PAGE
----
Included are mystical elements of smart cougars, bears, birds, bats as well as . . . ok, there are some even creepier things toward the end of the book, but I don’t want to ruin the surprises.

Reading about the author, and how he grew up in Oregon, I could tell how he used his experiences in camping and hiking to add a vivid picture of the setting. Aside from the ground eating people and the evil that is around, it sounds like a cool place to visit.

To fully appreciate this book, you need to read it from the point of view of the age group it was written for. When I was that age, the world was full of mystery, wonder and exciting possibilities. Adults may read this book and say, “Yeah, like that would ever happen.” Or “Why are the characters acting that way?” Remember: they’re kids.

Overall I enjoyed the book. It’s always a pleasure to read an imaginative, clean story. While there are some scary moments, it’s still a safe read for children.

As a fellow author, I know how difficult it is to write a book, let alone get it published. I feel my writing has improved because I was given some excellent suggestions from other writers. If I may be so bold, let me share the two things that distracted me in the book.

First, there was a lot of head hopping going on. While switching from points of view during a scene doesn’t break any federal laws, I found I would just start to connect to a character when all of a sudden I was in someone else’s head. It was a bit disconcerting.

Second, at the end of the book, the “heroes” of the book must complete their mission by a certain time, yet the sense of urgency was barely there—and not until the very last moments. At one point, with time running out, one of the characters won’t do what he’s asked to do until he’s been told what is going on. It was distracting enough that it pulled me out of the story.

Again, these are personal things I struggled with, and I don’t think they are enough to ruin the book for its targeted audience.

The book ends with the possibility of another book or two to be written. In fact, I dare say there needs to be at least another book to tie up several things that were introduced toward the end.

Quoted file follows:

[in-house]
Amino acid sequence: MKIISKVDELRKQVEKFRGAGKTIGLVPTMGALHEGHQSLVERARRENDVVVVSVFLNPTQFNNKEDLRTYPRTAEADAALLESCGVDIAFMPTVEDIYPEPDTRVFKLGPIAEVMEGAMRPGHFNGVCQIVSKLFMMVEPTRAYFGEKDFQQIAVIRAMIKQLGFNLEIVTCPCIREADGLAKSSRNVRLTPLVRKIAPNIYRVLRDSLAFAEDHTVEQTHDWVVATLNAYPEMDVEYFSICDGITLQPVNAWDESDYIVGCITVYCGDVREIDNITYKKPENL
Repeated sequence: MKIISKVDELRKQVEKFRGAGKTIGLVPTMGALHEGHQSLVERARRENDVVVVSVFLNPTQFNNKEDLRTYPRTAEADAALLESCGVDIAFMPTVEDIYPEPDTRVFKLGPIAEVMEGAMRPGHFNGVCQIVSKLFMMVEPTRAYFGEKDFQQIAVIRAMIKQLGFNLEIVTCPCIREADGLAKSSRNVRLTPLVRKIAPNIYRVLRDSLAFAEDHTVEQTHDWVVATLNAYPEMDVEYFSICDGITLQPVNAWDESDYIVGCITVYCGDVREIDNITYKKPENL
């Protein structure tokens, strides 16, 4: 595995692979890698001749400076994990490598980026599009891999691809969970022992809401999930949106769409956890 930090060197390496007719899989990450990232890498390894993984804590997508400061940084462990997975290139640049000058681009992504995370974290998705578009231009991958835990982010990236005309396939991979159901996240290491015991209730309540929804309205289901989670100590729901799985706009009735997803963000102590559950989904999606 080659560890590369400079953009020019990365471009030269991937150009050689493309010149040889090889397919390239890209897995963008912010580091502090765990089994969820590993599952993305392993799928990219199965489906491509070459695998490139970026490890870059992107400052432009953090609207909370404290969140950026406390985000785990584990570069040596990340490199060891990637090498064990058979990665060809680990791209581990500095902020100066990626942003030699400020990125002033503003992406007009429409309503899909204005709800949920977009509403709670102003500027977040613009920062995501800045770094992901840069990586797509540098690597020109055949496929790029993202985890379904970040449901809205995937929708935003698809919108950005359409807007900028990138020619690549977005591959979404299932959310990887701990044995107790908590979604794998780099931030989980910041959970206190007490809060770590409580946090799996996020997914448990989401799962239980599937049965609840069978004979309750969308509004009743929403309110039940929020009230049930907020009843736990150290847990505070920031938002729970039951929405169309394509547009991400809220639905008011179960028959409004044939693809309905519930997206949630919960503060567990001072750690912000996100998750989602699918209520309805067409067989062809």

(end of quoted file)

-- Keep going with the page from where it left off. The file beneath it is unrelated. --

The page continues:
Who would like this book? As stated above, I’d say ages ten and up, leaning toward the male side of things, though there is quite a strong female character that girls can relate to.

I wish Steve Westover a huge amount of success with this book. He’s got a wonderful imagination and a talent for setting a great scene.

For more on the author, click here.

For ordering information, click here.

For a chance to win a print version of the book, click here.

**Disclaimer: I received an advanced copy of this book to review, but it didn't influence my review.**

Saturday, February 18, 2012

Book review of “Venom” by K. C. Grant

“Venom” by K. C. Grant is a different type of suspense / mystery—in a good way. I think the term “slow burn” is a good way to describe the feel of the book, but that doesn’t mean it was boring. For me, a “slow burn” takes time to build up the suspense, like a pot of boiling water. And just like said pot, once the water does get to a full boil, it is quite turbulent.

So, if it takes its time to develop, then what happens in the meantime? Grant uses this to develop her characters so when the spam hits the fan, you honestly care about what happens.

The story centers around Samantha Evans, a woman in her mid-twenties who is working at an entry level position at a big advertising firm. She seems to be going nowhere fast, until opportunity knocks. The company is sending a team to Mexico City to work on a campaign. Samantha speaks Spanish fluently thanks to an LDS mission she served to California. Because of her knowledge of the language, she gets the chance to go with the group as an assistant / translator.